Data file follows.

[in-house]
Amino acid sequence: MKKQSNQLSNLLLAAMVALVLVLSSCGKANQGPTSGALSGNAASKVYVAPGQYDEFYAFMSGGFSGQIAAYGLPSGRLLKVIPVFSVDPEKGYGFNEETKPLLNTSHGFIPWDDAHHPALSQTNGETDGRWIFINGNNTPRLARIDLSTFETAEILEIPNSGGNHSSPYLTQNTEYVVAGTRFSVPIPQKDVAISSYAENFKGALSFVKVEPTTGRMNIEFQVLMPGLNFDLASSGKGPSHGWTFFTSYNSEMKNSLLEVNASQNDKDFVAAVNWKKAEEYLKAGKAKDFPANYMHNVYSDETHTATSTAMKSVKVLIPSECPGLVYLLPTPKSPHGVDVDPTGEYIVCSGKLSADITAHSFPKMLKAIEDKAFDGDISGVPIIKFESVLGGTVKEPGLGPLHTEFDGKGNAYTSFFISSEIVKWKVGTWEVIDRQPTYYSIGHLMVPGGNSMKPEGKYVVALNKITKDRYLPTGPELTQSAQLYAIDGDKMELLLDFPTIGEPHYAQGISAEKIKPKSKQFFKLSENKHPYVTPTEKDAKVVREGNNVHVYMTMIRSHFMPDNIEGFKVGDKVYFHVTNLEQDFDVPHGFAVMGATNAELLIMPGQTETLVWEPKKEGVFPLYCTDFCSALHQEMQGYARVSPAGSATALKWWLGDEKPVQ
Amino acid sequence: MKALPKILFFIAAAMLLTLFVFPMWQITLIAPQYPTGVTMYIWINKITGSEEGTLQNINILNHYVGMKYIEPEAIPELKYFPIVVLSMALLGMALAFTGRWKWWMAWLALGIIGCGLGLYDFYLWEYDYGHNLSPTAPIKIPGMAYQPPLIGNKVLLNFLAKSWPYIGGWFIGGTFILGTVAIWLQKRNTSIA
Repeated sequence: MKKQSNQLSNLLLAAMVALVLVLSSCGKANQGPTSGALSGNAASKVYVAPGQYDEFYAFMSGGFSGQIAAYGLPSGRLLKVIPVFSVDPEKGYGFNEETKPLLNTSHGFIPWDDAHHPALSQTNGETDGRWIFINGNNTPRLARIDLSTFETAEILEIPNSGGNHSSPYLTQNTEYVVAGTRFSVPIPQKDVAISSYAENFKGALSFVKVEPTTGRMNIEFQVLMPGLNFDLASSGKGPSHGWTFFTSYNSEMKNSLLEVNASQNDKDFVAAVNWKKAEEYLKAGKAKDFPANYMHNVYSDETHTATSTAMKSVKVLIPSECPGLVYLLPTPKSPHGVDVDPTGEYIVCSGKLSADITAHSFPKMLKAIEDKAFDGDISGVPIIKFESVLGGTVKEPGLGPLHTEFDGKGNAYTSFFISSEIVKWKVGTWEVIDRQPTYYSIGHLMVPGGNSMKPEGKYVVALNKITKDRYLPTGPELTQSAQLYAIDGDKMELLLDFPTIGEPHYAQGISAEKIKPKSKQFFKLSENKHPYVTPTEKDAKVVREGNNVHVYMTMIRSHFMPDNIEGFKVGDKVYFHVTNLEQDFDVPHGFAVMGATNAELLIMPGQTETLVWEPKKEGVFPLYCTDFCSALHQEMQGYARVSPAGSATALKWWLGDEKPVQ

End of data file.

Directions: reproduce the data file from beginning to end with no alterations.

[in-house]
Amino acid sequence: MKKQSNQLSNLLLAAMVALVLVLSSCGKANQGPTSGALSGNAASKVYVAPGQYDEFYAFMSGGFSGQIAAYGLPSGRLLKVIPVFSVDPEKGYGFNEETKPLLNTSHGFIPWDDAHHPALSQTNGETDGRWIFINGNNTPRLARIDLSTFETAEILEIPNSGGNHSSPYLTQNTEYVVAGTRFSVPIPQKDVAISSYAENFKGALSFVKVEPTTGRMNIEFQVLMPGLNFDLASSGKGPSHGWTFFTSYNSEMKNSLLEVNASQNDKDFVAAVNWKKAEEYLKAGKAKDFPANYMHNVYSDETHTATSTAMKSVKVLIPSECPGLVYLLPTPKSPHGVDVDPTGEYIVCSGKLSADITAHSFPKMLKAIEDKAFDGDISGVPIIKFESVLGGTVKEPGLGPLHTEFDGKGNAYTSFFISSEIVKWKVGTWEVIDRQPTYYSIGHLMVPGGNSMKPEGKYVVALNKITKDRYLPTGPELTQSAQLYAIDGDKMELLLDFPTIGEPHYAQGISAEKIKPKSKQFFKLSENKHPYVTPTEKDAKVVREGNNVHVYMTMIRSHFMPDNIEGFKVGDKVYFHVTNLEQDFDVPHGFAVMGATNAELLIMPGQTETLVWEPKKEGVFPLYCTDFCSALHQEMQGYARVSPAGSATALKWWLGDEKPVQ
Amino acid sequence: MKALPKILFFIAAAMLLTLFVFPMWQITLIAPQYPTGVTMYIWINKITGSEEGTLQNINILNHYVGMKYIEPEAIPELKYFPIVVLSMALLGMALAFTGRWKWWMAWLALGIIGCGLGLYDFYLWEYDYGHNLSPTAPIKIPGMAYQPPLIGNKVLLNFLAKSWPYIGGWFIGGTFILGTVAIWLQKRNTSIA
Repeated sequence: MKKQSNQLSNLLLAAMVALVLVLSSCGKANQGPTSGALSGNAASKVYVAPGQYDEFYAFMSGGFSGQIAAYGLPSGRLLKVIPVFSVDPEKGYGFNEETKPLLNTSHGFIPWDDAHHPALSQTNGETDGRWIFINGNNTPRLARIDLSTFETAEILEIPNSGGNHSSPYLTQNTEYVVAGTRFSVPIPQKDVAISSYAENFKGALSFVKVEPTTGRMNIEFQVLMPGLNFDLASSGKGPSHGWTFFTSYNSEMKNSLLEVNASQNDKDFVAAVNWKKAEEYLKAGKAKDFPANYMHNVYSDETHTATSTAMKSVKVLIPSECPGLVYLLPTPKSPHGVDVDPTGEYIVCSGKLSADITAHSFPKMLKAIEDKAFDGDISGVPIIKFESVLGGTVKEPGLGPLHTEFDGKGNAYTSFFISSEIVKWKVGTWEVIDRQPTYYSIGHLMVPGGNSMKPEGKYVVALNKITKDRYLPTGPELTQSAQLYAIDGDKMELLLDFPTIGEPHYAQGISAEKIKPKSKQFFKLSENKHPYVTPTEKDAKVVREGNNVHVYMTMIRSHFMPDNIEGFKVGDKVYFHVTNLEQDFDVPHGFAVMGATNAELLIMPGQTETLVWEPKKEGVFPLYCTDFCSALHQEMQGYARVSPAGSATALKWWLGDEKPVQ